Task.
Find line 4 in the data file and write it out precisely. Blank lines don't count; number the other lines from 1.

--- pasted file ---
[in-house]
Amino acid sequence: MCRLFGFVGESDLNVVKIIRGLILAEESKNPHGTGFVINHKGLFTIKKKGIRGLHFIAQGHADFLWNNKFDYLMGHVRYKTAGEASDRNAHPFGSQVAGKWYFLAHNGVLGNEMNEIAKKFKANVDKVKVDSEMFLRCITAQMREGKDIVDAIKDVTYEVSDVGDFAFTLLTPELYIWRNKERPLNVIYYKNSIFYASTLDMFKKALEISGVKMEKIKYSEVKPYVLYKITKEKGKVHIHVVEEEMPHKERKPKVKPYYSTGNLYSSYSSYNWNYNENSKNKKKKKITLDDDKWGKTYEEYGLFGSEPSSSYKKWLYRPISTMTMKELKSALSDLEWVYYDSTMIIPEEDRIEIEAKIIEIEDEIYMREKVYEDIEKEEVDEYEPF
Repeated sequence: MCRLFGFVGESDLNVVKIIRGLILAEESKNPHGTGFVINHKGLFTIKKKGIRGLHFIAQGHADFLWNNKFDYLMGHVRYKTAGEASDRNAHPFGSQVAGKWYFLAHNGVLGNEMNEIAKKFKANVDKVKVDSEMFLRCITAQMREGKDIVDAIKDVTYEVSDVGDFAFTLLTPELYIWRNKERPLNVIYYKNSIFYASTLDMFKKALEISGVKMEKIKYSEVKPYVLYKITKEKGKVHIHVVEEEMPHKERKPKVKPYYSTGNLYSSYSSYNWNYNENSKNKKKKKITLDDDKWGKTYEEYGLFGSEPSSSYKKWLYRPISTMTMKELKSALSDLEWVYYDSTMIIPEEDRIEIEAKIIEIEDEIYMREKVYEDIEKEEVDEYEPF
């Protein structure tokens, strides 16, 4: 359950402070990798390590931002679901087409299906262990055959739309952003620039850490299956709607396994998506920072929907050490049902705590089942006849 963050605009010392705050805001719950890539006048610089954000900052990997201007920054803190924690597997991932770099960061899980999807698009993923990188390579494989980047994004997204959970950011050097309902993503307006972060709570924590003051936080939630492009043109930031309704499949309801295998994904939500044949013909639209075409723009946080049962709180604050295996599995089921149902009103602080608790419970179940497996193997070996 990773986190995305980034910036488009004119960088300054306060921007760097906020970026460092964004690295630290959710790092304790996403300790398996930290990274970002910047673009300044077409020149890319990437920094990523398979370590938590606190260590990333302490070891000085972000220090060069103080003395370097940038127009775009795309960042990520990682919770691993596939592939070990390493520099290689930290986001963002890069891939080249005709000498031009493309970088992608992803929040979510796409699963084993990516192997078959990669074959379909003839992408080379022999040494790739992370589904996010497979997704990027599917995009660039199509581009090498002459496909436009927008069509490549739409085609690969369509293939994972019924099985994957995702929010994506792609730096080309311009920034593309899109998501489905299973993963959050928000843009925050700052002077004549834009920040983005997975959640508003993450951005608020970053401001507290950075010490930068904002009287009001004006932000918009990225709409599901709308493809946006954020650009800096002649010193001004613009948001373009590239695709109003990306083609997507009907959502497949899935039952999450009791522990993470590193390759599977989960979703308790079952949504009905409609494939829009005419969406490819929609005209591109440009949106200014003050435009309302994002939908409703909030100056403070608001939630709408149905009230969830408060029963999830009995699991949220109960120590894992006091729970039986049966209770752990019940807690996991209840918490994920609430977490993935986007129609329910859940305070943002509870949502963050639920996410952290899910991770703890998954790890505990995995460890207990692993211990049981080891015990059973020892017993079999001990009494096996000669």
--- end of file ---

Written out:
């Protein structure tokens, strides 16, 4: 359950402070990798390590931002679901087409299906262990055959739309952003620039850490299956709607396994998506920072929907050490049902705590089942006849 963050605009010392705050805001719950890539006048610089954000900052990997201007920054803190924690597997991932770099960061899980999807698009993923990188390579494989980047994004997204959970950011050097309902993503307006972060709570924590003051936080939630492009043109930031309704499949309801295998994904939500044949013909639209075409723009946080049962709180604050295996599995089921149902009103602080608790419970179940497996193997070996 990773986190995305980034910036488009004119960088300054306060921007760097906020970026460092964004690295630290959710790092304790996403300790398996930290990274970002910047673009300044077409020149890319990437920094990523398979370590938590606190260590990333302490070891000085972000220090060069103080003395370097940038127009775009795309960042990520990682919770691993596939592939070990390493520099290689930290986001963002890069891939080249005709000498031009493309970088992608992803929040979510796409699963084993990516192997078959990669074959379909003839992408080379022999040494790739992370589904996010497979997704990027599917995009660039199509581009090498002459496909436009927008069509490549739409085609690969369509293939994972019924099985994957995702929010994506792609730096080309311009920034593309899109998501489905299973993963959050928000843009925050700052002077004549834009920040983005997975959640508003993450951005608020970053401001507290950075010490930068904002009287009001004006932000918009990225709409599901709308493809946006954020650009800096002649010193001004613009948001373009590239695709109003990306083609997507009907959502497949899935039952999450009791522990993470590193390759599977989960979703308790079952949504009905409609494939829009005419969406490819929609005209591109440009949106200014003050435009309302994002939908409703909030100056403070608001939630709408149905009230969830408060029963999830009995699991949220109960120590894992006091729970039986049966209770752990019940807690996991209840918490994920609430977490993935986007129609329910859940305070943002509870949502963050639920996410952290899910991770703890998954790890505990995995460890207990692993211990049981080891015990059973020892017993079999001990009494096996000669």